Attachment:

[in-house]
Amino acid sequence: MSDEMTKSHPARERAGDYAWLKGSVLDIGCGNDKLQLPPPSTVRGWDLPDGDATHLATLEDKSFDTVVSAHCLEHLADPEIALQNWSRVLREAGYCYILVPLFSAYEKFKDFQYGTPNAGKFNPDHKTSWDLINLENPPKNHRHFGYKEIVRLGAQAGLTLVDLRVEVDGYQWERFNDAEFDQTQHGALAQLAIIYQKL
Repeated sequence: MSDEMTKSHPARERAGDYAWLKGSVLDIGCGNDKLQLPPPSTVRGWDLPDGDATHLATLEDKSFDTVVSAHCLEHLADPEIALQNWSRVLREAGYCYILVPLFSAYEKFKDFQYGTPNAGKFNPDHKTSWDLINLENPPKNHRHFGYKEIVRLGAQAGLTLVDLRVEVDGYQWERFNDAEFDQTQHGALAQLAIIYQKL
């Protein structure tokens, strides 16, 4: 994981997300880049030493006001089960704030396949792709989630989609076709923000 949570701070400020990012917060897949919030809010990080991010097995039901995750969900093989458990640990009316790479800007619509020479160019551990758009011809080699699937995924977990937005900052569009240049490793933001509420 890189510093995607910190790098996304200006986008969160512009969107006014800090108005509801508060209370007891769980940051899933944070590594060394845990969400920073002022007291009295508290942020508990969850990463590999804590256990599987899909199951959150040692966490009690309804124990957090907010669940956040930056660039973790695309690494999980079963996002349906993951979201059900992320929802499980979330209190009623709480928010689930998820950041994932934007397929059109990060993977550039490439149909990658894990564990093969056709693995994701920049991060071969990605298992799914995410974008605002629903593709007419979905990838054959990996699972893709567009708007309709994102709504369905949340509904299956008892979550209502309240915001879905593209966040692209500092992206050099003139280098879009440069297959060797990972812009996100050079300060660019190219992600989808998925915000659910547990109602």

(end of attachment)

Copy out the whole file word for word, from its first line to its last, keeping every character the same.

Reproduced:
[in-house]
Amino acid sequence: MSDEMTKSHPARERAGDYAWLKGSVLDIGCGNDKLQLPPPSTVRGWDLPDGDATHLATLEDKSFDTVVSAHCLEHLADPEIALQNWSRVLREAGYCYILVPLFSAYEKFKDFQYGTPNAGKFNPDHKTSWDLINLENPPKNHRHFGYKEIVRLGAQAGLTLVDLRVEVDGYQWERFNDAEFDQTQHGALAQLAIIYQKL
Repeated sequence: MSDEMTKSHPARERAGDYAWLKGSVLDIGCGNDKLQLPPPSTVRGWDLPDGDATHLATLEDKSFDTVVSAHCLEHLADPEIALQNWSRVLREAGYCYILVPLFSAYEKFKDFQYGTPNAGKFNPDHKTSWDLINLENPPKNHRHFGYKEIVRLGAQAGLTLVDLRVEVDGYQWERFNDAEFDQTQHGALAQLAIIYQKL
């Protein structure tokens, strides 16, 4: 994981997300880049030493006001089960704030396949792709989630989609076709923000 949570701070400020990012917060897949919030809010990080991010097995039901995750969900093989458990640990009316790479800007619509020479160019551990758009011809080699699937995924977990937005900052569009240049490793933001509420 890189510093995607910190790098996304200006986008969160512009969107006014800090108005509801508060209370007891769980940051899933944070590594060394845990969400920073002022007291009295508290942020508990969850990463590999804590256990599987899909199951959150040692966490009690309804124990957090907010669940956040930056660039973790695309690494999980079963996002349906993951979201059900992320929802499980979330209190009623709480928010689930998820950041994932934007397929059109990060993977550039490439149909990658894990564990093969056709693995994701920049991060071969990605298992799914995410974008605002629903593709007419979905990838054959990996699972893709567009708007309709994102709504369905949340509904299956008892979550209502309240915001879905593209966040692209500092992206050099003139280098879009440069297959060797990972812009996100050079300060660019190219992600989808998925915000659910547990109602």